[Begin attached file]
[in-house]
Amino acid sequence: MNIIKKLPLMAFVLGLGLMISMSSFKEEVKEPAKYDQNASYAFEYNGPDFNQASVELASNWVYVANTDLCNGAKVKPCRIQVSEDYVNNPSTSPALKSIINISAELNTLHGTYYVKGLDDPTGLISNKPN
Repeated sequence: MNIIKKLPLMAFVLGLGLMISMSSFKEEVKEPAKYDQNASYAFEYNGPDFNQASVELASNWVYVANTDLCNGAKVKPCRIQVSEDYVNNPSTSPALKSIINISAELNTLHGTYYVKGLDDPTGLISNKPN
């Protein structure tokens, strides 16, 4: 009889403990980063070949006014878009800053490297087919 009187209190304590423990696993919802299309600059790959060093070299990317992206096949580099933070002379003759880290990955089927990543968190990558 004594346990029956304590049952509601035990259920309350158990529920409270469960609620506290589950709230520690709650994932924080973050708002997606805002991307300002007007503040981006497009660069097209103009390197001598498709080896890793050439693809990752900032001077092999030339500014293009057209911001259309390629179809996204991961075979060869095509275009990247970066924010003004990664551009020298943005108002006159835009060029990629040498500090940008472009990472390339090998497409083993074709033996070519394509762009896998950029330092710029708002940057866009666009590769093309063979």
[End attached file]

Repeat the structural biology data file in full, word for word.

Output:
[in-house]
Amino acid sequence: MNIIKKLPLMAFVLGLGLMISMSSFKEEVKEPAKYDQNASYAFEYNGPDFNQASVELASNWVYVANTDLCNGAKVKPCRIQVSEDYVNNPSTSPALKSIINISAELNTLHGTYYVKGLDDPTGLISNKPN
Repeated sequence: MNIIKKLPLMAFVLGLGLMISMSSFKEEVKEPAKYDQNASYAFEYNGPDFNQASVELASNWVYVANTDLCNGAKVKPCRIQVSEDYVNNPSTSPALKSIINISAELNTLHGTYYVKGLDDPTGLISNKPN
């Protein structure tokens, strides 16, 4: 009889403990980063070949006014878009800053490297087919 009187209190304590423990696993919802299309600059790959060093070299990317992206096949580099933070002379003759880290990955089927990543968190990558 004594346990029956304590049952509601035990259920309350158990529920409270469960609620506290589950709230520690709650994932924080973050708002997606805002991307300002007007503040981006497009660069097209103009390197001598498709080896890793050439693809990752900032001077092999030339500014293009057209911001259309390629179809996204991961075979060869095509275009990247970066924010003004990664551009020298943005108002006159835009060029990629040498500090940008472009990472390339090998497409083993074709033996070519394509762009896998950029330092710029708002940057866009666009590769093309063979």